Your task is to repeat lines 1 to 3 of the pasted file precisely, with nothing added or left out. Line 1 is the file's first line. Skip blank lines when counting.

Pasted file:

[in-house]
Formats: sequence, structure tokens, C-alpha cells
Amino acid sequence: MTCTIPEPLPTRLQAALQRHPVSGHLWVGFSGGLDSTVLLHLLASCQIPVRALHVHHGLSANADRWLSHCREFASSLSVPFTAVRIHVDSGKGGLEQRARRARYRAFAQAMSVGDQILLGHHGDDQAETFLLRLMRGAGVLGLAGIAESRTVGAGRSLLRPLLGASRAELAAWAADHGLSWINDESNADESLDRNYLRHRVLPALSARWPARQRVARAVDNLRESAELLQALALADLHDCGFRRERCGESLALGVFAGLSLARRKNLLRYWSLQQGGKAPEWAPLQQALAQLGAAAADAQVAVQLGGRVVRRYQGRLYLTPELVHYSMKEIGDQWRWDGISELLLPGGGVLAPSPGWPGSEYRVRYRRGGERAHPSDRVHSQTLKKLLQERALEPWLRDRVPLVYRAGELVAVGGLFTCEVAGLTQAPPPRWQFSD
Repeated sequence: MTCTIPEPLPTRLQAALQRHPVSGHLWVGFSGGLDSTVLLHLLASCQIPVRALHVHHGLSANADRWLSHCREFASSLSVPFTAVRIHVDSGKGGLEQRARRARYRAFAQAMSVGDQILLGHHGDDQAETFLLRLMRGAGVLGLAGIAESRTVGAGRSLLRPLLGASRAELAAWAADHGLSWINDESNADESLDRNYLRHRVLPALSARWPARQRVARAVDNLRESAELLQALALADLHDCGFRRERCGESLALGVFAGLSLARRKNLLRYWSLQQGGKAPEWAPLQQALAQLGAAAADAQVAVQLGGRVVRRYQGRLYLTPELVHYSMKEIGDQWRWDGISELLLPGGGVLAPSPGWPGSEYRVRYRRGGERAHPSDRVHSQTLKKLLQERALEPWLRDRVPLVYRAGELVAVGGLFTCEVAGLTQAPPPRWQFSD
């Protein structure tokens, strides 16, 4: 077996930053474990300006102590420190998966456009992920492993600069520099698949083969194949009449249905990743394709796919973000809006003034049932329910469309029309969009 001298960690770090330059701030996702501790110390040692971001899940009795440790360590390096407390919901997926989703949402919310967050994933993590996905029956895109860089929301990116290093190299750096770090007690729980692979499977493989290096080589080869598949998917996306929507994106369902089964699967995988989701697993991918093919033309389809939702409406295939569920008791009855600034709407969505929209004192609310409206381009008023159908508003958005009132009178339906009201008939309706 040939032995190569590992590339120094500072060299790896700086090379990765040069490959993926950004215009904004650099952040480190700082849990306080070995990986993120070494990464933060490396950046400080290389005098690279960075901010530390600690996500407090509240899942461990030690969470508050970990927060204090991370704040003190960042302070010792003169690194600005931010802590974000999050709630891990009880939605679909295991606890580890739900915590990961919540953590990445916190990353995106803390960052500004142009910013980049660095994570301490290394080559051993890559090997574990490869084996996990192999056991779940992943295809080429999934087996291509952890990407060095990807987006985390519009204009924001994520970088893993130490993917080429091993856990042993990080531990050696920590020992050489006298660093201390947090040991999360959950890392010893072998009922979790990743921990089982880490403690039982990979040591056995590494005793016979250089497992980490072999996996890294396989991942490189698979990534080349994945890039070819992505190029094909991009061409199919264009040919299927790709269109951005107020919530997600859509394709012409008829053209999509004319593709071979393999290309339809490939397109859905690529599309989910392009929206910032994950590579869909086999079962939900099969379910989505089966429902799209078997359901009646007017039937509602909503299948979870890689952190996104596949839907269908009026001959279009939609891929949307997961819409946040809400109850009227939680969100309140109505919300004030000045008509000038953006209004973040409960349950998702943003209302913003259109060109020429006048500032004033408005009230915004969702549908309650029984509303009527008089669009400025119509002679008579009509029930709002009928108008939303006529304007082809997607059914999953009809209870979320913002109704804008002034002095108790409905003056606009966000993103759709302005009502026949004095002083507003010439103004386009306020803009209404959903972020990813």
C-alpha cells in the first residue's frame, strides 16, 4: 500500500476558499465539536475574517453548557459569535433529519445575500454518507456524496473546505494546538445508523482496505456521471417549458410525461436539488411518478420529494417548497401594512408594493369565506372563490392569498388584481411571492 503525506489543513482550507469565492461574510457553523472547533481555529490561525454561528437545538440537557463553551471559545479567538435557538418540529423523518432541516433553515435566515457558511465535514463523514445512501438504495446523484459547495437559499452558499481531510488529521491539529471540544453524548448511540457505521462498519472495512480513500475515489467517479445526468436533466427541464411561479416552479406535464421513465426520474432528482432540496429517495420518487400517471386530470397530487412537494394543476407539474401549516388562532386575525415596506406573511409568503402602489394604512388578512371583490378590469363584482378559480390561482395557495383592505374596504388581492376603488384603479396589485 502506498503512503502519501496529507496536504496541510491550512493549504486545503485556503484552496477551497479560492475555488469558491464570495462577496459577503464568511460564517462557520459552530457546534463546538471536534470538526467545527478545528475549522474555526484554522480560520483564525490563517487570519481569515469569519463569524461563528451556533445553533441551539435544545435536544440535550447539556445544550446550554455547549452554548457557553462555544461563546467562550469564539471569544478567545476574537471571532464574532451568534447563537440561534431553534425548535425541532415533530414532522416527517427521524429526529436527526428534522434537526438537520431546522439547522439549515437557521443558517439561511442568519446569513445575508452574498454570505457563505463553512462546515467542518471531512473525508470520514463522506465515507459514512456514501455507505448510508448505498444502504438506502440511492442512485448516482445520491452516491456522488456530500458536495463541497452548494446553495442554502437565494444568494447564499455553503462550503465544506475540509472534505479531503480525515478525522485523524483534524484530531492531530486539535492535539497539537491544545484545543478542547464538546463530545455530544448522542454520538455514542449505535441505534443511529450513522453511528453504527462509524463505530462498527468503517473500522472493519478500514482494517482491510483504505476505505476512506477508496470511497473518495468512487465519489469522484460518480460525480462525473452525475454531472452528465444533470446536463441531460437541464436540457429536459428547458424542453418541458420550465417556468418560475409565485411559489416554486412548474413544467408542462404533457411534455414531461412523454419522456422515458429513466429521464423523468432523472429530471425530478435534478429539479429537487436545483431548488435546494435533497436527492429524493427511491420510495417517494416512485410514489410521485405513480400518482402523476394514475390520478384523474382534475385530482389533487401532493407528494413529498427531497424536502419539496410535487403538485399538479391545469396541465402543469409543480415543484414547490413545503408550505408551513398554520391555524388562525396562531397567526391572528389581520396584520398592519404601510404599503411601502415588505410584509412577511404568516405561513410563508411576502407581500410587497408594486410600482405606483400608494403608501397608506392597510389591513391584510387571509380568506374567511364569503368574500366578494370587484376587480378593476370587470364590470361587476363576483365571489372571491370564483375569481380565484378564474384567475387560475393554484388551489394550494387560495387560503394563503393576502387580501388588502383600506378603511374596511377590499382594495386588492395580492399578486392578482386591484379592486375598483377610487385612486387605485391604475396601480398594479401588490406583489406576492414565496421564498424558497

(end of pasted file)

[in-house]
Formats: sequence, structure tokens, C-alpha cells
Amino acid sequence: MTCTIPEPLPTRLQAALQRHPVSGHLWVGFSGGLDSTVLLHLLASCQIPVRALHVHHGLSANADRWLSHCREFASSLSVPFTAVRIHVDSGKGGLEQRARRARYRAFAQAMSVGDQILLGHHGDDQAETFLLRLMRGAGVLGLAGIAESRTVGAGRSLLRPLLGASRAELAAWAADHGLSWINDESNADESLDRNYLRHRVLPALSARWPARQRVARAVDNLRESAELLQALALADLHDCGFRRERCGESLALGVFAGLSLARRKNLLRYWSLQQGGKAPEWAPLQQALAQLGAAAADAQVAVQLGGRVVRRYQGRLYLTPELVHYSMKEIGDQWRWDGISELLLPGGGVLAPSPGWPGSEYRVRYRRGGERAHPSDRVHSQTLKKLLQERALEPWLRDRVPLVYRAGELVAVGGLFTCEVAGLTQAPPPRWQFSD